NEW YORK ( TheStreet) -- The markets continued to gain momentum Monday on a flurry of deal-making. The Dow Jones Industrial Average rose 69.48, or 0.57%, to 12,161.63. The S&P 500 added 8.18, or 0.62%, to 1,319.05. The Nasdaq gained 10.73, or 0.39%, to 2,783.99. Brian Kelly said on CNBC's "Fast Money" TV show that the market is on such a roll that it appears nothing can stop it. He said it's very difficult to short a market like this. Tim Seymour was impressed with "Merger Monday" and how it spread across a breath of industries, though he expressed concerns about inflation. For a breakout of some stocks from a recent "Fast Money" TV show, check out Dan Fitzpatrick's "3 Stocks I Saw on TV."
3 Stocks I Saw on TV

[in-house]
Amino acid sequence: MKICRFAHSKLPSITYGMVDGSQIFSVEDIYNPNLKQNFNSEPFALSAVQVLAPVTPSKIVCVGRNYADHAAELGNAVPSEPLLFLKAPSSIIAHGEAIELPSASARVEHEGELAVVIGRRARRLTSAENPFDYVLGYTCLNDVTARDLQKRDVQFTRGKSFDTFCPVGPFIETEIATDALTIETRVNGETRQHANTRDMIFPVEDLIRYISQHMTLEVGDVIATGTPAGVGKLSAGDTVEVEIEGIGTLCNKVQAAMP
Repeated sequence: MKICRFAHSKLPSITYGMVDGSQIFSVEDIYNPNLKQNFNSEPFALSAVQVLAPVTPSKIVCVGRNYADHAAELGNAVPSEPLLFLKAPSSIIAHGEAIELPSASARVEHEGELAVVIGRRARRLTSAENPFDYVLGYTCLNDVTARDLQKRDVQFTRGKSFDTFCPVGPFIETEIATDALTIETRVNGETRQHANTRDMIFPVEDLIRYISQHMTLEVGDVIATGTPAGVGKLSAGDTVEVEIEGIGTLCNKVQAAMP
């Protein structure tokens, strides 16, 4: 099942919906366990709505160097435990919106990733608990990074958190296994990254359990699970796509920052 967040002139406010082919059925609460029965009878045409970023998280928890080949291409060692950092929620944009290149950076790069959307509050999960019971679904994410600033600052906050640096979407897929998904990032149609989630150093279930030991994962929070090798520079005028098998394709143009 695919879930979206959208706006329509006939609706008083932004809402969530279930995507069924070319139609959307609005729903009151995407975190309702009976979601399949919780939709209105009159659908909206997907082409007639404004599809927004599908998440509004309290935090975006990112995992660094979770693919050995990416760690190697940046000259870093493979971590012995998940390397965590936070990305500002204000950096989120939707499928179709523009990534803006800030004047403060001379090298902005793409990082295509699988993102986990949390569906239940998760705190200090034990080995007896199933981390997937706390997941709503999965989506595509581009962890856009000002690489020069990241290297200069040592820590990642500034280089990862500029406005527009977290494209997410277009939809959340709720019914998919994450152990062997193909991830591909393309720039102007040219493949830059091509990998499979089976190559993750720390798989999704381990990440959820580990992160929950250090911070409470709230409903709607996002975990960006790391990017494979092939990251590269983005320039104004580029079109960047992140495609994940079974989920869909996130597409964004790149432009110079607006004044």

Pete Najarian noted how different leaders have come up to the plate each day to lead the market. He especially liked the leadership shown by stocks such as Exxon Mobil ( XOM) and General Electric ( GE). Najarian said people are still buying puts, adding that is a "good" thing that will take the market higher.. It was a big day for mergers with $16 billion worth announced today. Year to date, M&A activity has soared to the highest level in three years. Brian Kelly said he was impressed with Ensco's ( ESV) deal for Pride International ( PDE) in the energy space. Tim Seymour was impressed with the merger of two large steel companies in Japan to form the second largest steel company in the world. Pete Najarian said he liked the robust activity in the oil patch, adding investors have traded in a disciplined manner, taking advantage of stocks like Halliburton ( HAL) that are moving to the upside but also knowing when to take profits. Najarian was bullish about the solar stocks while Seymour saw strength in the uranium stocks like Uranium One ( UUU), which is benefitting from supply constraints. Adami said Danaher ( DHR), which announced a deal for Beckman Coulter ( BEC) has outperformed Berkshire Hathaway ( BRK.B) and has room to go higher. In another big deal today, AOL ( AOL) bought the Huffington Post. Kelly said the deal is an attempt to make AOL the " New York Times of the digital world."